- Exchange's chief regulatory officer ponders need for new rules
- SGX received complaints about suspected spoofing recently
Singapore’s stock exchange is evaluating possible incidents of spoofing in its flourishing derivatives market, following complaints over the dishonest trading practice.
Singapore Exchange Ltd. has received complaints that some market participants maybe making orders and then canceling them before they can be executed. As both the regulator and the operator of Southeast Asia’s largest equities and derivatives markets, SGX, as the exchange is also known, is reviewing these possible incidents of spoofing, according to its chief regulatory officer.
“With the sort of volumes that we have in the derivatives market, there are bound to be instances where you see what appears to be unusual trading” in any exchange, Tan Boon Gin, a lawyer who studied at Harvard and Cambridge universities, said in an interview. The cases haven’t been definitively classified by SGX as spoofing, Tan said.
The level of such activities isn’t higher than those at other international exchanges, the former prosecutor said, adding that the Singapore bourse’s review is part of its usual market surveillance.
Tan is examining whether Singapore’s existing false-trading laws are strong enough to prosecute spoofers.
“One of the things that we’ll be looking at very carefully is whether or not there’s a need for a spoofing law,” he said.
SGX is still living with the consequences of an as-yet-unexplained stock crash in 2013. Two years later, share trading in the city-state, where SGX enjoys a monopoly, has yet to recover. Volume remains 25 percent lower than before the tumble. Derivatives accounted for 41 percent of its most recent quarterly revenue amid soaring demand for futures and commodities contracts including China A50 Index, Nikkei225 and iron ore. That compared with 32 percent a year ago.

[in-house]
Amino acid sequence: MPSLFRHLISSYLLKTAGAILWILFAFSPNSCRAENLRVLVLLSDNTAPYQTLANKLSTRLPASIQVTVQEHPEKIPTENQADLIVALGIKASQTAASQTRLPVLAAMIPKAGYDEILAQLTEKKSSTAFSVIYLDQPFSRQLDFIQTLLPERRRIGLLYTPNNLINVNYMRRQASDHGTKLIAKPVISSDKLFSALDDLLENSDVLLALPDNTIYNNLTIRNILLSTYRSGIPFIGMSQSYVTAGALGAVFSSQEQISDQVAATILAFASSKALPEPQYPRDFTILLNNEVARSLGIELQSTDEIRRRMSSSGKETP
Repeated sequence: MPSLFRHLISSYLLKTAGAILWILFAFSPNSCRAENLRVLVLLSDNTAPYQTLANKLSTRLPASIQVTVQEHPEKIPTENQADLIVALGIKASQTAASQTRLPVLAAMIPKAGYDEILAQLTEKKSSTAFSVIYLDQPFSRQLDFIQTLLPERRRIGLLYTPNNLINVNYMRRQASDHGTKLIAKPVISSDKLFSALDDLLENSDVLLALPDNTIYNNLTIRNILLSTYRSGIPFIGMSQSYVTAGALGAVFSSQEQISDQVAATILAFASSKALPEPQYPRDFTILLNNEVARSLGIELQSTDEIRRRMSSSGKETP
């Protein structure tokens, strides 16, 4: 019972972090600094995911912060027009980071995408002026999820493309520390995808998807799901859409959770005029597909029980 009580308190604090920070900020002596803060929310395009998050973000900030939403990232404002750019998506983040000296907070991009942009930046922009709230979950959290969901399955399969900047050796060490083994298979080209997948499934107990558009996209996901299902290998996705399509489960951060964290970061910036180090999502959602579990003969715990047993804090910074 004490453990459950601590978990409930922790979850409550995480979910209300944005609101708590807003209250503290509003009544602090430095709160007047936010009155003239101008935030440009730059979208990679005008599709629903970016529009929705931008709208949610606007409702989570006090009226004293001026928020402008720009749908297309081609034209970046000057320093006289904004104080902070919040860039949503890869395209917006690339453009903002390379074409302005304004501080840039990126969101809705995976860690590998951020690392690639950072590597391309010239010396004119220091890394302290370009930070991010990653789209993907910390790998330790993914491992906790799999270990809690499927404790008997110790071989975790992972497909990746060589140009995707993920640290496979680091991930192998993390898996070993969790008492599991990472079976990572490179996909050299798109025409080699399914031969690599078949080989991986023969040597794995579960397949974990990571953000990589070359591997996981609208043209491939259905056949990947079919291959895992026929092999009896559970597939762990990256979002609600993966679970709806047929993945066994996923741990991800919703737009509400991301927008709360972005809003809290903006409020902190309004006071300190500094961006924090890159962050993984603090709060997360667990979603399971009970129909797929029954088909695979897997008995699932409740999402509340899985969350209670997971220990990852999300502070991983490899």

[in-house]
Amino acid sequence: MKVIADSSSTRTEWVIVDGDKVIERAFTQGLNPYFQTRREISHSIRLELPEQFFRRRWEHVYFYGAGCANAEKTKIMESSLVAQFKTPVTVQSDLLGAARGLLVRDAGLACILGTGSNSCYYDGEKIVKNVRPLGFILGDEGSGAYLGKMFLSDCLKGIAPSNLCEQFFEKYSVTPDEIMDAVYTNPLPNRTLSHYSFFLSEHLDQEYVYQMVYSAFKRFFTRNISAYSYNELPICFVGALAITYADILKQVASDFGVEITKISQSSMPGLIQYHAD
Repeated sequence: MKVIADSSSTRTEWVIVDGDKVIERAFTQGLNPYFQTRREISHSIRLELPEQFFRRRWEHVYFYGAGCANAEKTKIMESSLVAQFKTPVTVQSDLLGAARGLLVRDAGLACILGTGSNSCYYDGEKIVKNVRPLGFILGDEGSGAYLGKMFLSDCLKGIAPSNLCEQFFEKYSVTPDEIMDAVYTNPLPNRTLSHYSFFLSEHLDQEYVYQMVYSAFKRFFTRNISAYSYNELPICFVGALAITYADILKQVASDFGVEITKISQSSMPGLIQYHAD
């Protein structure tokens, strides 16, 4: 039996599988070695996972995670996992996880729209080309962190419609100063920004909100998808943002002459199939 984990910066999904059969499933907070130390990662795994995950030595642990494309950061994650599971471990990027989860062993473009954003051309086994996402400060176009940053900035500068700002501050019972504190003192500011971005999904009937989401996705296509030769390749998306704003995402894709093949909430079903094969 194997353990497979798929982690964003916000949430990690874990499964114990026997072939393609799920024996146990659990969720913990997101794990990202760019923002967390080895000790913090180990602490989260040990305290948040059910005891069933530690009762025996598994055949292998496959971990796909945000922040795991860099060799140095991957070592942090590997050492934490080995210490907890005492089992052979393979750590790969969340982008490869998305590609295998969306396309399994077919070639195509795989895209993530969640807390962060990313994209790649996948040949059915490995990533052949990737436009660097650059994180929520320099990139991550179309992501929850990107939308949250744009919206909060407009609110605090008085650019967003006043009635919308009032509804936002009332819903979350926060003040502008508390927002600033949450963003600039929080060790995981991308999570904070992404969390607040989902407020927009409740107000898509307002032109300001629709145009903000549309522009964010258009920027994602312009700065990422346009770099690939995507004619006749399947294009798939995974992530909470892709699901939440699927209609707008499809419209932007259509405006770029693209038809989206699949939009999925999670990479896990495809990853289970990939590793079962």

Spoofing has gained prominence recently, especially with a series of high-profile cases involving the U.S. futures markets.
On Tuesday, a jury of eight men and four women in a Chicago federal court took about an hour to find Michael Coscia, head of Panther Energy Trading LLC, guilty on spoofing charges. His trial was the first use of an anti-spoofing law after the 2010 Dodd-Frank Act made it illegal to manipulate prices in the U.S. by placing orders without intending to trade on them. The law also provided an easier standard of proof to try cases.
In what may be the next spoofing trial, Chicago federal prosecutors are seeking extradition of a U.K. trader on charges tied to the May 2010 flash crash, which temporarily wiped out almost $1 trillion in value of U.S. equities. The defendant, Navinder Singh Sarao, is fighting the extradition bid.
Singapore introduced safeguards last year to protect investors from a similar crash to the 2013 event. If the move in a stock reaches a certain threshold, circuit breakers automatically bring trading in the security to a halt, hopefully stopping a spiral of falling or rising share prices.
Tan led the Commercial Affairs Department investigation into the 2013 stock rout probe before joining SGX in June. During a spell at the Monetary Authority of Singapore, he worked on the central bank’s first civil lawsuits on stock rigging and insider trading.
SGX in September had its enforcement powers expanded. It can now fine listed companies and their directors and suspend the activities of financial advisers. The strongest action it had previously been able to take was the ability to publicly reprimand a company or delist the shares.
The exchange needs to “make sure that we’re on our toes but also to keep the
market on its toes,” Tan said. "That’s really key to preserving market confidence.”
Under Tan’s watch, SGX is also reviewing listed companies’ compliance with the corporate governance code and introduced listing committees to boost its regulatory process to ensure investors keep faith in the market.
“Trust is everything,” Tan said. “Anything that will undermine confidence in the market, that keeps me up at night.”